The title "Unstoppable" is wholly unsuitable for Tony Scott's new film. It would have been more forthcoming to call the movie “Predictable” or “Unbelievable,” even “Avoidable.” The fifth thriller pairing Denzel Washington and Mr. Scott, "Unstoppable" is quick to leave the station, uneven and jolting in its middle act, and hastily curtailed around the 90-minute mark. It is almost a shame, though, as "Unstoppable" contains all of the elements of an explosive ride, but in the end can hardly elevate a heartbeat.
The film is inspired by the true events surrounding a runaway train in Ohio from 2001, dubbed the “Crazy Eights Incident.” The story is a combination of human error coupled with machine malfunctions that cause an unmanned train to begin hurling down the mainline early one morning in Pennsylvania. Mr. Washington stars as the grizzled railroad veteran Frank, with Chris Pine (“Star Trek,” “Smokin’ Aces”) at his side as a rookie engineer named Will. Both undertake the daring and dangerous task of stopping the runaway train when all else fails and against the protestations of their corporate handlers. Rosario Dawson (“Seven Pounds,” “Sin City”) rounds out the trio of actors keeping this film loosely on track as the operator of the rail yard where the runaway train originates.
The acting in "Unstoppable" is one of the film’s best attributes: Mr. Washington and Mr. Pine have an engaging, combative chemistry as tough working men trying to connect across a generational gap. (Recessionary ethos spill into this pre-recession story’s early scenes of confrontation between the young engineer and older rail workers being forced into early retirement). Mr. Washington's character differs greatly from the action heroes of his past collaborations with Mr. Scott. As always, Mr. Washington shines, this time as an unassuming, aging, and wise railwayman in a role more similar to the lackluster civil servant he plays in “The Taking of Pelham 1 2 3” (2009) than the vengeful former assassin of “Man on Fire” (2004). Dawson performs well as a hardheaded boss, though often her character feels like an afterthought, a forced female presence in this world of men and machines.
▲ Credit: 20th Century Fox
Unfortunately, the film does great disservice to its cast by providing them with a threadbare narrative and by emphasizing Scott’s distinctive visual style over the talents of its actors. The characters’ back-stories are murky and shallow, offering paltry motivation for their acts of selfless heroism. Plot development is uneven as the first half of the film constantly lurches back and forth between placid scenes of Frank and Will traversing the countryside and hectic scenes at the railway office of Connie and her staff scrambling to devise a solution to the runaway train situation. Scott must be given credit for tackling the less than enthralling material of this story, for a quality thriller without blazing small arms or National Security issues is a rarity since Hitchcock passed, but his ambition outstrips his script. Maintaining the fast-pace and high tension that characterizes the movie from the opening credits would be a nigh impossible feat for even the master of the genre.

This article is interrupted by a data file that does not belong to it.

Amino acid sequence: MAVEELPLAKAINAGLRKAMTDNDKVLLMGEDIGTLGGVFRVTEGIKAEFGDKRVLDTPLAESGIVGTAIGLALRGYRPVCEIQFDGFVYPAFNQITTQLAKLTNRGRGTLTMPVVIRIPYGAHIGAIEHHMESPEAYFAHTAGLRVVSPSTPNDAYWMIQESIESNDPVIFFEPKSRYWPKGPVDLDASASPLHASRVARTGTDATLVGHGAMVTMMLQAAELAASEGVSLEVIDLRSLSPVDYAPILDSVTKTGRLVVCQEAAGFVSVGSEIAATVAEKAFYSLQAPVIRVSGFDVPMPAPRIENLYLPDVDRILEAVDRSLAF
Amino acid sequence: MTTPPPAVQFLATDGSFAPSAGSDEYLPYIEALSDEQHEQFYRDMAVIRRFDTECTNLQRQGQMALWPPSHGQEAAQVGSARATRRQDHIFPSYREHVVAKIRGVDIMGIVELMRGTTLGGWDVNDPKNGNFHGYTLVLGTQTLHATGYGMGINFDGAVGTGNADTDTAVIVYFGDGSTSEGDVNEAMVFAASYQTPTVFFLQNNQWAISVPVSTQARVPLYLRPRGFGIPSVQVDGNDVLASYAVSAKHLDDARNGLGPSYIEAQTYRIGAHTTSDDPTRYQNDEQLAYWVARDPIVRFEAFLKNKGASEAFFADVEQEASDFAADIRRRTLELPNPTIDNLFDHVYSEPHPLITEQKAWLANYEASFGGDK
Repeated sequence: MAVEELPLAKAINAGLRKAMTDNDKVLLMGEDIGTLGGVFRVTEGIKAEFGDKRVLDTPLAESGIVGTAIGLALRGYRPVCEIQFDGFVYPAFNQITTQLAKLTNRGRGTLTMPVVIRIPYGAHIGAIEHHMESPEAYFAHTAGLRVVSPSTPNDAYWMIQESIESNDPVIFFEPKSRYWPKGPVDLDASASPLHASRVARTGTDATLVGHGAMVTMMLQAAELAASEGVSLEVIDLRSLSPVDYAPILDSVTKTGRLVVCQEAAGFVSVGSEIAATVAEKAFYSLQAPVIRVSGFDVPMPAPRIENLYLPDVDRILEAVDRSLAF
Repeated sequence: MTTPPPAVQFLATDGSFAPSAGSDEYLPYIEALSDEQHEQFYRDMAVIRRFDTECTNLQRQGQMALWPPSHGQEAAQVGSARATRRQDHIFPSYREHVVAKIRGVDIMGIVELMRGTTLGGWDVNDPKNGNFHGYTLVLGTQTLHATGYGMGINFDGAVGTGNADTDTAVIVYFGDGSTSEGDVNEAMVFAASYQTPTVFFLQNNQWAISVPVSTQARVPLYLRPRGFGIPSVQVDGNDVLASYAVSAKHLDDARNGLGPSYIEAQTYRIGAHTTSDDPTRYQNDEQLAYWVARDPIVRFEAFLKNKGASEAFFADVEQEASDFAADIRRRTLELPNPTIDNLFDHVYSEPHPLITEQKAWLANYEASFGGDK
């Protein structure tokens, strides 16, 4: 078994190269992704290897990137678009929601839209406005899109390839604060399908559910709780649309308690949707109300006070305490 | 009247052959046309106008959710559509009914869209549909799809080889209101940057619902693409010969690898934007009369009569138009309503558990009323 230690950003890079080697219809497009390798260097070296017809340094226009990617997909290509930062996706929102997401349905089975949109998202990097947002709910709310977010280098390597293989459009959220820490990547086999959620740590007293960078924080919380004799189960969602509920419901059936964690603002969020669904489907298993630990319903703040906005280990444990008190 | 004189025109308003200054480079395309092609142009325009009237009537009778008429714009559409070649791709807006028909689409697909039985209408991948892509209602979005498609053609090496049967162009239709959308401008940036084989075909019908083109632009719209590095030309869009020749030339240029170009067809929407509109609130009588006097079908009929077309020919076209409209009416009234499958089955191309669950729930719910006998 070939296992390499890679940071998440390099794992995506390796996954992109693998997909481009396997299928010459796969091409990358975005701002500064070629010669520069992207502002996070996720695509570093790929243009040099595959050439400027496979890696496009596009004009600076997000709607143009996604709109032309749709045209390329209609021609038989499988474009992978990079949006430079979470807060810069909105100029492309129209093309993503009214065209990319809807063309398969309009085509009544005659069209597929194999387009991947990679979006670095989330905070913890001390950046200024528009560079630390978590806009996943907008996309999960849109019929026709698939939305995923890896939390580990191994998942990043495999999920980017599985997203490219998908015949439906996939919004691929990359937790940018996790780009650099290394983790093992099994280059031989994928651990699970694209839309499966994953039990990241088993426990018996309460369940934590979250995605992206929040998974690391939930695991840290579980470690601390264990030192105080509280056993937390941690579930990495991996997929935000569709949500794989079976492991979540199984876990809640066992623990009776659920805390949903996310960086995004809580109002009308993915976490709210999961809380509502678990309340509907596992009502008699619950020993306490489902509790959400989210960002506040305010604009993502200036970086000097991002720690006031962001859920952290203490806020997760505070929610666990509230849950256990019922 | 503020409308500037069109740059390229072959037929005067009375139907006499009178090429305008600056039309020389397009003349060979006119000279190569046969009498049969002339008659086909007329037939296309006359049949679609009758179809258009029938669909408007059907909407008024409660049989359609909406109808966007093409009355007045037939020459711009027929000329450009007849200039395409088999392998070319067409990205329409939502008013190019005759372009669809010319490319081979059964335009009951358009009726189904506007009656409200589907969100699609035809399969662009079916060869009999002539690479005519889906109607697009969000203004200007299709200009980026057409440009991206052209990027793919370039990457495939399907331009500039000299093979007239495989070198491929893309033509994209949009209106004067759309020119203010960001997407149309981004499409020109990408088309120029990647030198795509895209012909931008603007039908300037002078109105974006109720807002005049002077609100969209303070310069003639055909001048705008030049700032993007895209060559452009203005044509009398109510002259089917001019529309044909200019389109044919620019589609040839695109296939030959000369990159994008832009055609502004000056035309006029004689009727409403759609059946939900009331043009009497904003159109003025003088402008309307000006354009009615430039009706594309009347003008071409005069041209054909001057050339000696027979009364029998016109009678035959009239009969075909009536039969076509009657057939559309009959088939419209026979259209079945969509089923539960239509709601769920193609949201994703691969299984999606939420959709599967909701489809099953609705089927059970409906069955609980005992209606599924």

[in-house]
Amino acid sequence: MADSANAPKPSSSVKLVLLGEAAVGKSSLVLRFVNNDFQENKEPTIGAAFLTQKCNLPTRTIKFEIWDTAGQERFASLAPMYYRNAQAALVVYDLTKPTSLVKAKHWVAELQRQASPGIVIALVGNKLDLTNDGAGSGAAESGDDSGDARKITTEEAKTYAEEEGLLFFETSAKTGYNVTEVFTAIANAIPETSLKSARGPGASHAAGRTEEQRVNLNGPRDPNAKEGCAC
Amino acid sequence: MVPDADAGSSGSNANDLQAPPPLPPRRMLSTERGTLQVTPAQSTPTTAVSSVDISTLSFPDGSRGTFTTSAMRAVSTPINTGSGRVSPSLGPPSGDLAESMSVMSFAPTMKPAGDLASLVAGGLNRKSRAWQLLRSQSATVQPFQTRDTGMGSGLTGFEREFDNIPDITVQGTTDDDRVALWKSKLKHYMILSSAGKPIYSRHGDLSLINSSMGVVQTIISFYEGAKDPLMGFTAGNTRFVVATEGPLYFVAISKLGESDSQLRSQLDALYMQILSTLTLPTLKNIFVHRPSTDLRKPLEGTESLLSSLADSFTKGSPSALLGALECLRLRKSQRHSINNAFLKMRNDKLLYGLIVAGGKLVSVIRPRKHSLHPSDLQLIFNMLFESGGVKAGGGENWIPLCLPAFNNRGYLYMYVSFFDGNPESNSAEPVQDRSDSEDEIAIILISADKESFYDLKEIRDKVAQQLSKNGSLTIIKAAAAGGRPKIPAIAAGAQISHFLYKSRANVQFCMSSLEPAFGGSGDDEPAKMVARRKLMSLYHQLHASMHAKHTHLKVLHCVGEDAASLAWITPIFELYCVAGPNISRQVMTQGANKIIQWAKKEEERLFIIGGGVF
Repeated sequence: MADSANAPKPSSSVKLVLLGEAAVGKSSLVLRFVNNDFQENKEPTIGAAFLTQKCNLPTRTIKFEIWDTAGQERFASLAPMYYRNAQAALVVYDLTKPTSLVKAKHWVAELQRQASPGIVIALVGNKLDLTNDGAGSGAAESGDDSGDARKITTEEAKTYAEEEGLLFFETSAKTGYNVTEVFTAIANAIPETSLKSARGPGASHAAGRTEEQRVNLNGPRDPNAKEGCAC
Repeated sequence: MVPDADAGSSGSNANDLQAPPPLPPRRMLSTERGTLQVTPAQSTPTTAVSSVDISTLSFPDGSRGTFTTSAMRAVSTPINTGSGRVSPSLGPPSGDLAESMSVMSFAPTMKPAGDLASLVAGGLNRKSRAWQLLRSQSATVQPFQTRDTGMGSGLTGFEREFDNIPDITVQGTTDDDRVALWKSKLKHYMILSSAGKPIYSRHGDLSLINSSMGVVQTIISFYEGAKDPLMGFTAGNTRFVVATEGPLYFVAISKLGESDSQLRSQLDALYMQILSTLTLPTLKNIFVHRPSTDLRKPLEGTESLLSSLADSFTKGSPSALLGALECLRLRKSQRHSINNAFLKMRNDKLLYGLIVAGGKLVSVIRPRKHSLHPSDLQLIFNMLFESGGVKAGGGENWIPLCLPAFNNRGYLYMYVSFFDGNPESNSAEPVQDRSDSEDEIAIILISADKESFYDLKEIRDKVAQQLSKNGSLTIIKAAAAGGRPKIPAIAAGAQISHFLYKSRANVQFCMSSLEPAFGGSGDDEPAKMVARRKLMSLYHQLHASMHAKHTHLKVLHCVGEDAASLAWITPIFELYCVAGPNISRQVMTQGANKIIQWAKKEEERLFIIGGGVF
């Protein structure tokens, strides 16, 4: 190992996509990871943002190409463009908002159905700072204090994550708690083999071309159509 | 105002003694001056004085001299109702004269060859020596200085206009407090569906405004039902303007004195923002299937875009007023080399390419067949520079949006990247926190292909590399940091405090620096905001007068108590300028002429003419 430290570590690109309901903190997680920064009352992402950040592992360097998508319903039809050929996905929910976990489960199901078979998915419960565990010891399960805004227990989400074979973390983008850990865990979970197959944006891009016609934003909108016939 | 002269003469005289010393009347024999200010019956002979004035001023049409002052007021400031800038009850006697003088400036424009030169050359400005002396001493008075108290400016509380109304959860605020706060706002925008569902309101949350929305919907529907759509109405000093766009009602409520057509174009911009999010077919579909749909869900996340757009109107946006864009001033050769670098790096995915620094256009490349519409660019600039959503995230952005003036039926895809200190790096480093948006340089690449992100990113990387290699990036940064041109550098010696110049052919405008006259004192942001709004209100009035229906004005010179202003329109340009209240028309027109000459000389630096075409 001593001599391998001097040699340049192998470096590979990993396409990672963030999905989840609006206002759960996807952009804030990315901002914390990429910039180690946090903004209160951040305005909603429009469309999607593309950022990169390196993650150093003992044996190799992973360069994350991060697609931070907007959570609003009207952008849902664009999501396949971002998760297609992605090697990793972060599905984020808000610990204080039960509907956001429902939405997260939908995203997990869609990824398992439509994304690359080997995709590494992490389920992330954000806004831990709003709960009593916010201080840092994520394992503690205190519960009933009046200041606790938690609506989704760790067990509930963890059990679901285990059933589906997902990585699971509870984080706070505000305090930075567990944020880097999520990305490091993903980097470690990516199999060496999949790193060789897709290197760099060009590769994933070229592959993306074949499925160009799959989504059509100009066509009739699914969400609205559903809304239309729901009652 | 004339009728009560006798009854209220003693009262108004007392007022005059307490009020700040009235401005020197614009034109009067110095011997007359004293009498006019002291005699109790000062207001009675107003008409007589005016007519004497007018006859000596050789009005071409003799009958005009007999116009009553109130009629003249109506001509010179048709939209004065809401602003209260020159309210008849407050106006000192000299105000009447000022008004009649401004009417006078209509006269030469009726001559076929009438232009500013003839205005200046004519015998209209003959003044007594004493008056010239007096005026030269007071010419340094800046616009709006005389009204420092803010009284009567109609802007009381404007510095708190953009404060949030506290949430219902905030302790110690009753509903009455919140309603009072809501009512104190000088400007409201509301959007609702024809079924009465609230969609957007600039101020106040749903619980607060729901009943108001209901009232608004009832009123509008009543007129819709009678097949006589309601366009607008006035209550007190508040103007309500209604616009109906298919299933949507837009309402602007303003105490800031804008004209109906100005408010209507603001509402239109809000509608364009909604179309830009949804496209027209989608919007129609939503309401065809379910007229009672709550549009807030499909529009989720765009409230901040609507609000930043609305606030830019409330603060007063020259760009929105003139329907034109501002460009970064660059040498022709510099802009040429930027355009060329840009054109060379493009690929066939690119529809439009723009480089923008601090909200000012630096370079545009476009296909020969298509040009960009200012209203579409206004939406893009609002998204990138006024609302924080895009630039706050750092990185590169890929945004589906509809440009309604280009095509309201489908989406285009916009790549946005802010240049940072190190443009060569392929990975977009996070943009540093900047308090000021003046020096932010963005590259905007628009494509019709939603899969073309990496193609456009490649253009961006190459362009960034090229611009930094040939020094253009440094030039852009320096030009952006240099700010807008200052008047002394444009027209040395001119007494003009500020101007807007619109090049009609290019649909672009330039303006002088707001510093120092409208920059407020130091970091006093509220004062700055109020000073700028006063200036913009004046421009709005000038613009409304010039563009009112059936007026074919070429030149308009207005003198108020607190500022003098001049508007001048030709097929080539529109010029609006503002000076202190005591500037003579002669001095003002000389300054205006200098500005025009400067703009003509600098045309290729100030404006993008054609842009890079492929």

That being said, the highly stylized visuals that Scott employs to create this frenetic tempo are the most compelling aspect of the film. In "Unstoppable," Scott continues the aesthetic experimentation that he began in films like “Domino” (2005) and “Deja Vu” (2006). His work of the past half-decade has been filled with rapid-fire cross-cutting and high contrast, often tinted or grainy, images. "Unstoppable" with its autumnal, New England setting offers the perfect palette for Scott to refine his unique visual approach even further. Scenes of the flaming red train tearing through the fall landscape are sheer aesthetic pleasure, but pleasure to the detriment of character development. Indeed, Scott's emphatic, almost anthropomorphizing focus on the train itself steals valuable face time from the actors and exacerbates the weak characterization of the story's protagonists.
"Unstoppable" needed a solid half-hour more on the front end to develop its characters, to delve into the lives of these railwaymen, for heroism without a motivation or context is little more than quickly forgotten fodder for the six o'clock news.
ⓒ Jeju Weekly 2009 (http://www.jejuweekly.com)
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